Glen Farrelly trained at Camberwell College of Arts in London, studying for a fine arts degree in ceramics. When he graduated his work was immediately accepted into the South London Gallery which also exhibited the work of Gilbert and George, Damian Hirst and Tracy Emin.
Glen then went on to study for a post graduate degree in secondary art education and then went on to teach art at City of London School. The school, nestled on the bank of the Thames between St Paul’s Cathedral and Tate Modern, is where Glen would spend the next 19 years sharing his skills and honing his own ideas before taking the role as Head of Art. With Tate Modern on his doorstep Glen continued to immerse himself in the artwork of contemporary artists whilst running a forward thinking department.
In 2016 he moved to LA, unfortunately, after only 2 months in his new home, the area was under threat by the Sand Fire. The fire was the biggest the City had seen for many years and the first he had ever seen! The fast moving fire came within 1/4 mile of his home causing his family to evacuate for three days. As soon as he was able, he began walking the fire ravaged sites and collected remnants of scorched and discarded wood. Inspired by what he experienced and his passion for environmental issues, Glen saw past the destruction and embraced the beauty that remained in each piece of wood and emphasizes the new life that emerges. HIs work was carefully sculpted to show the scars left by the fire and suggest hope in the new life that remains.
Glen has now returned to the UK and has settled in his wife's home town in beautiful North Wales. He makes and exhibits his work in Wales and across the uk whilst keeping close ties to California. He continues to work in wood and fire but this time the wood is from storm fallen trees or abandoned wooden waste. The technique he uses to preserve the wood is a technique called Yakisugi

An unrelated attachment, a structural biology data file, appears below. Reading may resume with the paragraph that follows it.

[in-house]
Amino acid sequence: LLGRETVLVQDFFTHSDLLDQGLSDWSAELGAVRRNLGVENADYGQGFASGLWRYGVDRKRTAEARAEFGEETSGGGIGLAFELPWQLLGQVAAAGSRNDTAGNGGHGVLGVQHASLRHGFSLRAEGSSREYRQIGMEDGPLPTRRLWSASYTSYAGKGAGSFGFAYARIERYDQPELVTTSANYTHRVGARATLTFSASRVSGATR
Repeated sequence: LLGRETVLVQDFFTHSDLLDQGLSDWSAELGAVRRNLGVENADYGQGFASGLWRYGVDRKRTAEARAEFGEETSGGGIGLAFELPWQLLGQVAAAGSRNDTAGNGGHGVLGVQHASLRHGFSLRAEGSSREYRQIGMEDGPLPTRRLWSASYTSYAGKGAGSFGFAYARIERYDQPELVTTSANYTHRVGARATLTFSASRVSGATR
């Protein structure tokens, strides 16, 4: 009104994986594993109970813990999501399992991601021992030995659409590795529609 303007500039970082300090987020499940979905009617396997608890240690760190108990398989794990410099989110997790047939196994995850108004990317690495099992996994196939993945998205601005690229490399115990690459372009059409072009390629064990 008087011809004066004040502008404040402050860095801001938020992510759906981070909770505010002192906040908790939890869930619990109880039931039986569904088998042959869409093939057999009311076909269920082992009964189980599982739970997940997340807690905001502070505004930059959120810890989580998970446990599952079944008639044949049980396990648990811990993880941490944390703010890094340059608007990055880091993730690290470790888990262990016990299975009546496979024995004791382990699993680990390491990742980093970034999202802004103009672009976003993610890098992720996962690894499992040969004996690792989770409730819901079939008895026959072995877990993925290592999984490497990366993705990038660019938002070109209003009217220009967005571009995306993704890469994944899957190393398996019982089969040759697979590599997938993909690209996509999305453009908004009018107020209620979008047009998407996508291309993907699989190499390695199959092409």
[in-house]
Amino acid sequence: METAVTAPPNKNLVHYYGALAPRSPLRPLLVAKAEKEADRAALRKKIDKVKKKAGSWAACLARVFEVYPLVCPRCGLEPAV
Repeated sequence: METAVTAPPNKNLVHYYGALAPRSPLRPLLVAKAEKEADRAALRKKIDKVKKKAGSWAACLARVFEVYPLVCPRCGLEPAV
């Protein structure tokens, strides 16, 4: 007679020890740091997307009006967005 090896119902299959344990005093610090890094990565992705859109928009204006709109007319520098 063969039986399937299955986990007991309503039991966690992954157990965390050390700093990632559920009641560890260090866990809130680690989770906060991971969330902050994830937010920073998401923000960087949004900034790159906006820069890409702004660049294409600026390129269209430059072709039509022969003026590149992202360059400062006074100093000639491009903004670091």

Although much of my inspiration comes from negative or dark spaces as a person and an artist I am full of hope. Much of my early pieces from California were made from remnants of wood that I reclaimed from the devastating wildfires. Within these pieces I would always try to show new life or regrowth. At times I would add a carved seed or heart that showed the potential for new life. Today, working in Wales, with storm fallen or discarded timber, I removed the seed and made the space left not a negative space but a positive one, the space is like a window to view the life beyond. The marks I carve are there as lines or rays of energy. I look to science a lot! Some of my Pieces, for example ‘Mitosis’, explores how we all started as one cell, each cell containing the complete DNA instruction set. When cells divide, a process has to occur of copying that instruction set, which is mitosis, where each chromosome has to be turned into a pair, and then they have to split apart properly so that each of the daughter cells gets a complete set. Although we are divided we originate from one source and we are always connected.'